(x) Ciliated epithelia (e.g., of respiratory and genital tracts) serves to conduct the mucus and other fluids in the ducts they line.
* The term ‘Epithelium’ was coined by Ruysch.
* Transitional epithelium
ii. Connective Tissue
The connective tissues are most abundant and widely distributed in the body of complex animals. They are named as connective tissues because of their special function of linking and supporting other tissues/organs of the body.
Generally, connective tissue is made up of three components
1. Matrix
It is a clear and viscous substance. Its consistency may vary from liquid (e.g., blood) to semi-solid (e.g., cartilage) and solid (e.g, bone) form.
2. Cells Embedded in the Matrix
These are responsible for secreting the matrix and other substances.
The cells of connective tissue are of different types
(i) Fibroblasts produce fibres and matrix.
(ii) Adipose cells store fat.
(iii) Plasma cells synthesize antibodies. These are also called ‘cart wheel cells’ because thin chromatin in their nucleus forms four or five clumps giving the nucleus a resemblance of a cart wheel.
(iv) Mast cells produce histamine, heparin and serotonin. These are related to basophils of the blood.
(a) Histamine dilates the walls of blood vessels in inflammatory and allergic reactions.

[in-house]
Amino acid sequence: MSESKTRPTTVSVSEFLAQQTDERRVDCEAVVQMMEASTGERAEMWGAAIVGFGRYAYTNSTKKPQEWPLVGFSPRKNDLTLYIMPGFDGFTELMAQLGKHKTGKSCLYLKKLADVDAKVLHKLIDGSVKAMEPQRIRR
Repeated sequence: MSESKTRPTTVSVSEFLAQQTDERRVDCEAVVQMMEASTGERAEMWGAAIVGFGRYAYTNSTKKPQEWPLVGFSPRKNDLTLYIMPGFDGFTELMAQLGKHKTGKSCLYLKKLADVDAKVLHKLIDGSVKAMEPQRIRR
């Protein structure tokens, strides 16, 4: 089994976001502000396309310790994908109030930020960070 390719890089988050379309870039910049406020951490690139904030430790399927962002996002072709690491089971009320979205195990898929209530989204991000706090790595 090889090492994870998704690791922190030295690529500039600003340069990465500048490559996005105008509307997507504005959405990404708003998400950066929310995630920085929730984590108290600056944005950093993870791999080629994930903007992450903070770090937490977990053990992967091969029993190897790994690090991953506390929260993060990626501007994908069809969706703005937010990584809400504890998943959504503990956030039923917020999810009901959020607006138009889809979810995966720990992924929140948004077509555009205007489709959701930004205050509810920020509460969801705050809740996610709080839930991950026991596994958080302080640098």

(b) Heparin checks clotting of blood inside the blood vessels.
(c) Serotonin acts as a vasoconstrictor to check bleeding and to increase the blood pressure.
(v) Mesenchyme cells produce various types of connective tissue cells.
(vi) Macrophages ingest cell debris, bacteria and foreign matter.
(vii) Chromatophores (pigment cells) are found in the dermis of the skin which impart colour to the animals.
(viii) Reticular cells form reticular tissue and are phagocytic in nature.
3. Fibres
These are non-living products of the cells.
These are of three types
(i) Collagen or Collagenous fibres (white fibres) are made up of collagen protein. When boiled in the water, collagen changes into gelatin.
(ii) Elastic fibres (yellow fibres) are formed of a protein called elastin. These fibres are branched and elastic.